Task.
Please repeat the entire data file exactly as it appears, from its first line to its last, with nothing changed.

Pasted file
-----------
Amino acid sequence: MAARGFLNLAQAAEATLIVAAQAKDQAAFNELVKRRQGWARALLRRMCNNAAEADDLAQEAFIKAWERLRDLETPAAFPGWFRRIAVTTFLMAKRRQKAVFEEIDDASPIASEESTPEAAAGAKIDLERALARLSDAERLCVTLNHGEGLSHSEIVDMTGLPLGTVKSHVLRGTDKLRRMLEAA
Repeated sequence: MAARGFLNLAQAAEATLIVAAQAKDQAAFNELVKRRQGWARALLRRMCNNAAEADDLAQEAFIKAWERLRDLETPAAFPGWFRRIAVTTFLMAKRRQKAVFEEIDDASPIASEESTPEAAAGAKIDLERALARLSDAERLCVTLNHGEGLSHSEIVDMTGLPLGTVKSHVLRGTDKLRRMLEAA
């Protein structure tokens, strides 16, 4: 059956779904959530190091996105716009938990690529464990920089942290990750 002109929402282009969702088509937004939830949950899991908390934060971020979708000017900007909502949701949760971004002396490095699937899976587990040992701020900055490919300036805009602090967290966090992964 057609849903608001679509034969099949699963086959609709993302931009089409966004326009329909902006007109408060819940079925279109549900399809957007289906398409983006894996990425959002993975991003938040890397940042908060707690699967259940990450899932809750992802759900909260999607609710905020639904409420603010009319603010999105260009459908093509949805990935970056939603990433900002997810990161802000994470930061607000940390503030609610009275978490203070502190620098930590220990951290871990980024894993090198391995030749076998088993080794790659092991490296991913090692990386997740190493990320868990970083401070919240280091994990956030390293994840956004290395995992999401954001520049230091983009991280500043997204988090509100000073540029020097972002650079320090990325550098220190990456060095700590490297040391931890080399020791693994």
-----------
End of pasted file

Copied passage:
Amino acid sequence: MAARGFLNLAQAAEATLIVAAQAKDQAAFNELVKRRQGWARALLRRMCNNAAEADDLAQEAFIKAWERLRDLETPAAFPGWFRRIAVTTFLMAKRRQKAVFEEIDDASPIASEESTPEAAAGAKIDLERALARLSDAERLCVTLNHGEGLSHSEIVDMTGLPLGTVKSHVLRGTDKLRRMLEAA
Repeated sequence: MAARGFLNLAQAAEATLIVAAQAKDQAAFNELVKRRQGWARALLRRMCNNAAEADDLAQEAFIKAWERLRDLETPAAFPGWFRRIAVTTFLMAKRRQKAVFEEIDDASPIASEESTPEAAAGAKIDLERALARLSDAERLCVTLNHGEGLSHSEIVDMTGLPLGTVKSHVLRGTDKLRRMLEAA
């Protein structure tokens, strides 16, 4: 059956779904959530190091996105716009938990690529464990920089942290990750 002109929402282009969702088509937004939830949950899991908390934060971020979708000017900007909502949701949760971004002396490095699937899976587990040992701020900055490919300036805009602090967290966090992964 057609849903608001679509034969099949699963086959609709993302931009089409966004326009329909902006007109408060819940079925279109549900399809957007289906398409983006894996990425959002993975991003938040890397940042908060707690699967259940990450899932809750992802759900909260999607609710905020639904409420603010009319603010999105260009459908093509949805990935970056939603990433900002997810990161802000994470930061607000940390503030609610009275978490203070502190620098930590220990951290871990980024894993090198391995030749076998088993080794790659092991490296991913090692990386997740190493990320868990970083401070919240280091994990956030390293994840956004290395995992999401954001520049230091983009991280500043997204988090509100000073540029020097972002650079320090990325550098220190990456060095700590490297040391931890080399020791693994």